Will an injection of a young person’s donated blood keep you alive? Scientists are investigating why it seems to improve health in older people. Pixabay, public domain

Spooky old accounts of vampires may have been more accurate than we thought, because consuming the blood of the young might actually work wonders for your health.

Scientists have been tinkering with the idea for a while but it has gotten more attention than ever since a company called Ambrosia began a clinical trial in which people can pay to receive infusions of young blood, with a focus on the anti-aging benefits. In that trial, the 600 participants 35 years and older are receiving plasma from people between 16 and 25 years old. It started about a year ago and is running through next summer.

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The proposed treatment has a root in modern science that traces back to 1864, when a scientist first described parabiosis, which is when two organisms are surgically connected such that blood circulates between the both of them. The procedure “allows circulatory systems from two animals to commingle and equilibrate” and has been used in studies with subjects as varied as hormonal communication throughout the body and the role of cell circulation in cancer growth and neurodegenerative diseases, according to an article in the Journal of Visualized Experiments. “One significant advantage of parabiosis lies in that the partnered animals share common circulating antigens … without triggering an immunological reaction.”

But the idea of young blood giving a boost to an older person came later. Several decades ago, according to the Economist, a gerontologist using parabiosis showed that an older rat joined to a younger one saw its bone density improve. There has also been research suggesting that rat lifespans improve when the elderly rats are linked up to a younger rodent.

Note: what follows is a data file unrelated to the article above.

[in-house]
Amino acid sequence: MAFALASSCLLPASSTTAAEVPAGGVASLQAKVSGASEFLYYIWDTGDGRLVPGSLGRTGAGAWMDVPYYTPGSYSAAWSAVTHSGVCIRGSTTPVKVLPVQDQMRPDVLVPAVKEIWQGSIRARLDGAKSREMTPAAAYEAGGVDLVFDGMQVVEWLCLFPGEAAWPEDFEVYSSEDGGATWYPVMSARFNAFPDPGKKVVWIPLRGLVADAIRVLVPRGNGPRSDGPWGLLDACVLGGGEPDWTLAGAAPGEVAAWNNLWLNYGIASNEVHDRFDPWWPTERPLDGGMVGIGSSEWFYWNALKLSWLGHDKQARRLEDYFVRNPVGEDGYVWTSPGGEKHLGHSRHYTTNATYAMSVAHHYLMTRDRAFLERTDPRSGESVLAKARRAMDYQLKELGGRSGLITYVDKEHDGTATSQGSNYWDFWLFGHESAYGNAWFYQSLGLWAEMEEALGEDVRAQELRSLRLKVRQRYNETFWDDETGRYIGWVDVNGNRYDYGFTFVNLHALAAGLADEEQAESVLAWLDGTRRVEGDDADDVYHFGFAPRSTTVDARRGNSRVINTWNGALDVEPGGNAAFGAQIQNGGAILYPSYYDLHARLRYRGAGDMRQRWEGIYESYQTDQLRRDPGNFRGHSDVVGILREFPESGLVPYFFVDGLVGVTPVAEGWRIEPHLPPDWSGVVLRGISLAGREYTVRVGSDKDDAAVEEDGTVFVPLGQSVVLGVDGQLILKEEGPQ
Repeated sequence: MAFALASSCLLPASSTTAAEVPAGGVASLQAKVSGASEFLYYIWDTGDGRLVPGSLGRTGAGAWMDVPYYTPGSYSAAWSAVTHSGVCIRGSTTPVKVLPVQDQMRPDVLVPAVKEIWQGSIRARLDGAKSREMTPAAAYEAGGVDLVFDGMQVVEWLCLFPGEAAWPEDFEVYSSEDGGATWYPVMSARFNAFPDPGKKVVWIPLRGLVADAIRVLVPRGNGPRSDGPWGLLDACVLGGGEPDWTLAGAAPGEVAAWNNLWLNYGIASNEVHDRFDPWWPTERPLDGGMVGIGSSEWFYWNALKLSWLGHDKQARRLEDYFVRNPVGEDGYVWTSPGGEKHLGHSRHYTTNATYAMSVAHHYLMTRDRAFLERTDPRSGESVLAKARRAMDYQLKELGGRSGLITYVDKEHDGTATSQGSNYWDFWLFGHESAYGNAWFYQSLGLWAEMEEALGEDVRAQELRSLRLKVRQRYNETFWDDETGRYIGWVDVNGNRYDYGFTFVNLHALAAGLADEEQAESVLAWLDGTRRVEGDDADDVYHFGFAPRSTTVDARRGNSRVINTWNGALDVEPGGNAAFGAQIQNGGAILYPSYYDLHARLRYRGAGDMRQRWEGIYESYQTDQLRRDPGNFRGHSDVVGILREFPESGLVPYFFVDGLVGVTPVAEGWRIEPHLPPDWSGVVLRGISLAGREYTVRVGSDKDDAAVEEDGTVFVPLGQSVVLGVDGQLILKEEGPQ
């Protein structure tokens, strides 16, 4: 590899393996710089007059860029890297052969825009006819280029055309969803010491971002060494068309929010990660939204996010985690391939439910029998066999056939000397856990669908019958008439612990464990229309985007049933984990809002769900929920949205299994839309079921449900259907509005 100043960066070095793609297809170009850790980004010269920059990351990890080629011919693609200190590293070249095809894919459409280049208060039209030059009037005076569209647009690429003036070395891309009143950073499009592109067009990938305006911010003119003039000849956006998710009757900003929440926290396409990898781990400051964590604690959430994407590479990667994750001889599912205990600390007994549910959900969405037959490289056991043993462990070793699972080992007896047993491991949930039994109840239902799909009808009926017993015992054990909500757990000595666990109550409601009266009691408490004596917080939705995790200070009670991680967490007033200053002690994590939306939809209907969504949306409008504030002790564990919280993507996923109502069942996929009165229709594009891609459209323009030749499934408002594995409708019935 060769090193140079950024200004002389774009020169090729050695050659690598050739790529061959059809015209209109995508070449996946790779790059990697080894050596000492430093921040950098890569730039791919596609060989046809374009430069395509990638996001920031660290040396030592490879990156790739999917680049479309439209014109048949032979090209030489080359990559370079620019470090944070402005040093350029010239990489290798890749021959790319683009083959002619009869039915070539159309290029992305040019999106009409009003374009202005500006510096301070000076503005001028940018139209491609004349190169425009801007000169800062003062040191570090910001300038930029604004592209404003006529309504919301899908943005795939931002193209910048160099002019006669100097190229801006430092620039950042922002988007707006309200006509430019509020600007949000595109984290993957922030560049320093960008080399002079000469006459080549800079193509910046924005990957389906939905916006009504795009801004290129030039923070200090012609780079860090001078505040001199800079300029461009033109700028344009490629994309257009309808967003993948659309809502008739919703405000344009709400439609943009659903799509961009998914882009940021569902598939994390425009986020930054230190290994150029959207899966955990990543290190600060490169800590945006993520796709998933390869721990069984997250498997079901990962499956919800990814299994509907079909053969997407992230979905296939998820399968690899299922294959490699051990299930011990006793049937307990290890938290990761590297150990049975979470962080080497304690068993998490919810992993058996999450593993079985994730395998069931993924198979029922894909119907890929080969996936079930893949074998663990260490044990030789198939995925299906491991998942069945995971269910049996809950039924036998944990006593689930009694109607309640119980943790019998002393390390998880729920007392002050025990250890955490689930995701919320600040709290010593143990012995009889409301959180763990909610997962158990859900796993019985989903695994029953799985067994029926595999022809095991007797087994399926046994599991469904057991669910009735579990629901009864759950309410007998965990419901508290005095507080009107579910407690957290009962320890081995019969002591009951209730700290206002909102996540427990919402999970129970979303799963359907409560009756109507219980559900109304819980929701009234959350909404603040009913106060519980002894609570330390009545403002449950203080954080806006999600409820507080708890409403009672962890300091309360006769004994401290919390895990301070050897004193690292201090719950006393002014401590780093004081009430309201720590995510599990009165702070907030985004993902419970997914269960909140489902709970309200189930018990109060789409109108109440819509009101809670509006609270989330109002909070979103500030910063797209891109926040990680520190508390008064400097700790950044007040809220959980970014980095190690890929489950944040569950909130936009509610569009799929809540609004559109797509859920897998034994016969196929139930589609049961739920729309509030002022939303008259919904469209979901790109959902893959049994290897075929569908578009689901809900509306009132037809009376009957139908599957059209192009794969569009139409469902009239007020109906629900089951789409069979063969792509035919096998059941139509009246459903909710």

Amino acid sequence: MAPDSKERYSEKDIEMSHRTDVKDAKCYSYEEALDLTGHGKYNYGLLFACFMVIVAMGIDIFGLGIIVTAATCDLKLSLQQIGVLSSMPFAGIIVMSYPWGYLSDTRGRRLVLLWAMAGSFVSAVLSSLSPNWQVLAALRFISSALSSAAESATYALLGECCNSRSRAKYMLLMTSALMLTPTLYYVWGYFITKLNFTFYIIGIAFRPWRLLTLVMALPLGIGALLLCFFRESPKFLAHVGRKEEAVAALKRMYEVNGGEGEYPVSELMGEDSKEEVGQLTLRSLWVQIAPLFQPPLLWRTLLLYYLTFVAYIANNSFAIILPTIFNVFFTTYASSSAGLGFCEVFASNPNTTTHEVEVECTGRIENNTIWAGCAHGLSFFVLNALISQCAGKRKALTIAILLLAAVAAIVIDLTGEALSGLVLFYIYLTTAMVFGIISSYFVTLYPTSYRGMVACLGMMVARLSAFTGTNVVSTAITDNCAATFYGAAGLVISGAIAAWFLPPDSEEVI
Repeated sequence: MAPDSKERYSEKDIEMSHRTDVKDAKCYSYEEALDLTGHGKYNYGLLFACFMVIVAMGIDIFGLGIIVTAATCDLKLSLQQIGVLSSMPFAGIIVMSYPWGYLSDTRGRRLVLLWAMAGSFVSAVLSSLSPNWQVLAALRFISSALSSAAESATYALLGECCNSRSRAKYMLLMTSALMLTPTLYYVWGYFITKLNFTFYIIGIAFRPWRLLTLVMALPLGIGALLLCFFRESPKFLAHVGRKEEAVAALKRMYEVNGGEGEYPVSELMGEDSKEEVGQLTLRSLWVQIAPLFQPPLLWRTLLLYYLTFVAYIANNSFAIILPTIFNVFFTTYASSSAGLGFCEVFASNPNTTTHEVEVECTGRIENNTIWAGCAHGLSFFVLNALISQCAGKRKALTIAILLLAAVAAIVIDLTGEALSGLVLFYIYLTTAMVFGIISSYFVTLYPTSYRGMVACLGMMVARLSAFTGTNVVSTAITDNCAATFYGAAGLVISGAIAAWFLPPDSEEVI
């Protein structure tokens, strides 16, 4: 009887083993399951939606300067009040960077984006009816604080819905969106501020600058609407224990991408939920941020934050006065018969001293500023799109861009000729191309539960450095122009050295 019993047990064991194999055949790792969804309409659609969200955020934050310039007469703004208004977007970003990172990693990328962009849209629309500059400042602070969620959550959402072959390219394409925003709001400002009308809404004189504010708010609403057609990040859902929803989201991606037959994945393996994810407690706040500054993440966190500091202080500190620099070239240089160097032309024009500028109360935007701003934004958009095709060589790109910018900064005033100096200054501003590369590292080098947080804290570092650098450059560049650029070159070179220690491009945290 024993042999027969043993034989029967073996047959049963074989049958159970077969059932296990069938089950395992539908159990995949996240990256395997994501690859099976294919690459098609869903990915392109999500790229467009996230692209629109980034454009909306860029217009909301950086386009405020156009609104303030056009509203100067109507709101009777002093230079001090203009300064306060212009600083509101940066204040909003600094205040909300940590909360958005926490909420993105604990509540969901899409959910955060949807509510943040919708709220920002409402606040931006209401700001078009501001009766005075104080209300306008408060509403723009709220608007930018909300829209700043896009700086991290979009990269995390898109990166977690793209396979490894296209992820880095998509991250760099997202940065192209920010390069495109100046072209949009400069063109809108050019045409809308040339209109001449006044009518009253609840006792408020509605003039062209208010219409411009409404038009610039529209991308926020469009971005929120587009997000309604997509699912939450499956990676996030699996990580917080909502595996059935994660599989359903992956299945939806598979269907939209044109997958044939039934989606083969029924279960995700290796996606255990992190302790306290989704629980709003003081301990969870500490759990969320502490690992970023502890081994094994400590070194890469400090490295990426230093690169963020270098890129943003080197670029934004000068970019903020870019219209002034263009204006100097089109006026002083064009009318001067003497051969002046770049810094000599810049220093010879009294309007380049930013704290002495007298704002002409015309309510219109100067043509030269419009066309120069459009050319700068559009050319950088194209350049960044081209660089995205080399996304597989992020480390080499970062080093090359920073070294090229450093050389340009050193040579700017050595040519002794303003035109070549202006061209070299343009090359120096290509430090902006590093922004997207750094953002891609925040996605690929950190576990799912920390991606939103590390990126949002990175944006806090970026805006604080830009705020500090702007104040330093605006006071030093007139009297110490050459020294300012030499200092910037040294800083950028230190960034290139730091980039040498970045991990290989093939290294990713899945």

After a sort of dormant period, the concept has gained traction in recent years. In 2005 a group of scientists found that making surgical pairs of young and old mice made the old mice’s muscles heal from injury more efficiently, the Economist reported, and other researchers have found benefits for other body parts, including the liver, spinal cord and heart.

It’s possible that these effects come from the old blood circulating through younger, fresher organs or from younger blood carrying certain chemical signals or cells that make the body work better. But what’s exactly happening is still unclear.

Ambrosia’s clinical trial is not the only one that is looking to find out. A company called Alkahest, for example, has a clinical trial that uses plasma from young donors on people 50 years and older with the neurodegenerative Alzheimer’s disease, with an eye on whether their memory and cognition will improve. This follows a study in which blood from young humans was used on older mice, and the mice’s memory improved.

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Although these studies and clinical trials are not claiming that young blood is making people immortal, finding health applications for certain compounds or elements of blood present in young people could be helpful in treating age-related diseases.

“We’re not de-ageing animals,” stem cell researcher Amy Wagers told Nature, about her research into young mouse blood helping to repair damage in older tissues like muscles. “We’re restoring function to tissues.”